[T3] engine miss, solved?!

Keith Park topnotch at nycap.rr.com
Thu May 20 18:11:46 PDT 2021

I hate those cans too!  Anyone know the difference between a 917and an 813?
I have one of those too.
With the 2056 supertuned, everything must be right or it wont run properly.
As Ray Greenwood has said, the factory set them up 
Rich so small issues would be hidden and not felt as readily, but with
mine... they can!


Topnotch Restorations
topnotch at nycap.rr.com
71 Squareback  “Hothe”
65 Notchback  “El Baja Rojo”
93 RX7  “Redstur”
13 Subaru Outback "Blendin"

-----Original Message-----
From: type3-vwtype3.org <type3-vwtype3.org-bounces at lists.vwtype3.org> On
Behalf Of Jim Adney
Sent: Thursday, May 20, 2021 12:58 PM
To: type3 at vwtype3.org
Subject: Re: [T3] engine miss, solved?!

On 19 May 2021 at 22:15, Keith Park wrote:

> Recently the retard side of the advance can had a vacuum leak and 
> wasn't working properly, It did move but it DID leak.  The hose was a 
> bit loose on the nipple too.

I hate those dual advance/retard vacuum cans. They are fragile and the
retard sides are always failing, but this usually makes it impossible to do
a correct tuneup. Those cans are also frightfully expensive, IF you can find
the right one at all. Part of that tuneup requires that you test the retard
by pulling off the retard hose and verifying that the timing advances by
some significant amount. If it doesn't you can't set the timing properly.

Small leaks in the diaphram won't hurt anything; they get washed out by the
suction from the intake, but I'd be worried that a small leak was about to
become a large one. I've never caught a retard diaphram leak when it was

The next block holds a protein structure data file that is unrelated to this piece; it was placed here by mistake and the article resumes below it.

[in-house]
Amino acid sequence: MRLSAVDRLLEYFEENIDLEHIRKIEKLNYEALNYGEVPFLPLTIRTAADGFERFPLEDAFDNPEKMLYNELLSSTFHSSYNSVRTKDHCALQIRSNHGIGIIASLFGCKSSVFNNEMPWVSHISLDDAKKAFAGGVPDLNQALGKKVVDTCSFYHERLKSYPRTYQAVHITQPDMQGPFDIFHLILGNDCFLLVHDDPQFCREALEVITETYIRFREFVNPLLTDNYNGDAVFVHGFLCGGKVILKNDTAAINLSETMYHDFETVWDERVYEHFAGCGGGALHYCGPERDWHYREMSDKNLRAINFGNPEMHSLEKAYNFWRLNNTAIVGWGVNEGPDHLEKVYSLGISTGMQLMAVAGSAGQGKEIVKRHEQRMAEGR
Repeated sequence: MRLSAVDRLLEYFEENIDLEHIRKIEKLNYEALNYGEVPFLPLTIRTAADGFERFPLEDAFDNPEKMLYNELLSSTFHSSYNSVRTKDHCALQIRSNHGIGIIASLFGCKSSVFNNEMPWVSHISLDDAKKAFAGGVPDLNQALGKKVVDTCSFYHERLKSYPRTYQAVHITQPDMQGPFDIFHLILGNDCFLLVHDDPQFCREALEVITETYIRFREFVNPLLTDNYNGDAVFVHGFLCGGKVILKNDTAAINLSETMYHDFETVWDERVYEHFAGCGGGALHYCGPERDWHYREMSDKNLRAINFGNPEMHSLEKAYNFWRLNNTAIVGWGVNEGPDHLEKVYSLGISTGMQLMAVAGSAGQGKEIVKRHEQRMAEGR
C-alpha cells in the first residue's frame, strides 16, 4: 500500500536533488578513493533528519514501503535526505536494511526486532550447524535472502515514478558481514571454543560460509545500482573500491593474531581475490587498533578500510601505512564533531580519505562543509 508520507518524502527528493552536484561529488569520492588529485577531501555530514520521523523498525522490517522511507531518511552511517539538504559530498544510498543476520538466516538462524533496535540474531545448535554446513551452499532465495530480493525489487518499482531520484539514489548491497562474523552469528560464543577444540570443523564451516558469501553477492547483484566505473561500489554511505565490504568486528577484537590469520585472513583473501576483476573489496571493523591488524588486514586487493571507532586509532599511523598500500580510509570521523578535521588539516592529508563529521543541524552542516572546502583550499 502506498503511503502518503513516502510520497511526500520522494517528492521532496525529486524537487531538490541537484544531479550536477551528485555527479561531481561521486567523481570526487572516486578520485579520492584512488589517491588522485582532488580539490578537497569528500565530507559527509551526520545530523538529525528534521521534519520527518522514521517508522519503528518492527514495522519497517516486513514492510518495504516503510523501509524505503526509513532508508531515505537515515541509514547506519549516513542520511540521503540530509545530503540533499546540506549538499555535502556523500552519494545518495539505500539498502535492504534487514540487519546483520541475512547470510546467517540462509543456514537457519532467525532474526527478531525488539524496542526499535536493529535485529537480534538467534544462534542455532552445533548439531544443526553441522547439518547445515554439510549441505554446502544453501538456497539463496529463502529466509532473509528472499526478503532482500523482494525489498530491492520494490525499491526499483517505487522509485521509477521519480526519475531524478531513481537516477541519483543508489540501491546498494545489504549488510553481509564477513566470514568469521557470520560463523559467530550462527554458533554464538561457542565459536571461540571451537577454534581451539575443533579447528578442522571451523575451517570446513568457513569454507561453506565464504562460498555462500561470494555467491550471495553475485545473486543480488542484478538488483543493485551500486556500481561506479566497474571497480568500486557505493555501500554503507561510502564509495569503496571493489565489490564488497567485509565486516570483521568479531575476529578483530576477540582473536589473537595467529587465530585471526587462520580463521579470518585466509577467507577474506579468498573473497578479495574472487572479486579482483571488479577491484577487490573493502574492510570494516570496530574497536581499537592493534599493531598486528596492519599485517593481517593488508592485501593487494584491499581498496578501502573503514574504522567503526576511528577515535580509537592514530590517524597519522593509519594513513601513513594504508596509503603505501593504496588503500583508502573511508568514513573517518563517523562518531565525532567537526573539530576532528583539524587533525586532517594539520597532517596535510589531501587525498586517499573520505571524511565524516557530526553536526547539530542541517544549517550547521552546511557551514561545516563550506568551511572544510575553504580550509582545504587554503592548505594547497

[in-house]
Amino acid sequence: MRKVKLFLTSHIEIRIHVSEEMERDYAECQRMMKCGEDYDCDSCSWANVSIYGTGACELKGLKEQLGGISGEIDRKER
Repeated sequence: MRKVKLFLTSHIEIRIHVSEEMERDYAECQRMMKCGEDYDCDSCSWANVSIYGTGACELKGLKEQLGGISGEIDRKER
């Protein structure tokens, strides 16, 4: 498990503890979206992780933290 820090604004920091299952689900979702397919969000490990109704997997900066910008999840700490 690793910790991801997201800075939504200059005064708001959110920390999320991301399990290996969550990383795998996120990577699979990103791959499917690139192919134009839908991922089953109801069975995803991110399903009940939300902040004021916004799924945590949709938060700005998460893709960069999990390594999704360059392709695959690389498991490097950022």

small; by the time I see them they are HUGE.

> I think it was Jim that mentioned that one screw for the can needs to 
> be the shorter one otherwise its awfully close to the points spring, which
is hot.

Yes, that was me. I'm always careful about the screws in our distributors. 
Bosch used about 4 different length screws, and they are different for good
reasons. [BTW, if the screws that hold the FI trigger points in place are
too long, they can short out the trigger points the same way. You can only
see this if you install the trigger points before you install the points
plate, so you can look down there to verify that the screw isn't sticking in
beyond the inside of the distributor body.]

> I cant say for sure it was touching, or intermittently touching but 
> that does change with RPM, advance etc.  Ah HA!  Put the correct screw 
> in, set the timing, now I have a higher idle so I was able to adjust 
> it down, it was now running too RICH.  no more missing

Sounds good!

> Cant say for sure it was that little too long screw, or routing of the 
> plug wires, or a connection I wiggled, but that screw was definitely 
> asking for trouble and a good example of why to just send your dizzy 
> to Jim to have it rebuilt, its those little tiny details that he 
> remembers and that matter so much.

Thanks for the compliment. I've rebuilt a LOT of distributors over the past
50 years, so eventually the important points start to sink in.  ;-)  

I know I'm as likely to jump into the deep end looking for the cause of a
problem, but I also know that the simple solutions are usually the best and
always the quickest and cheapest.

Jim Adney, jadney at vwtype3.org
Madison, Wisconsin, USA

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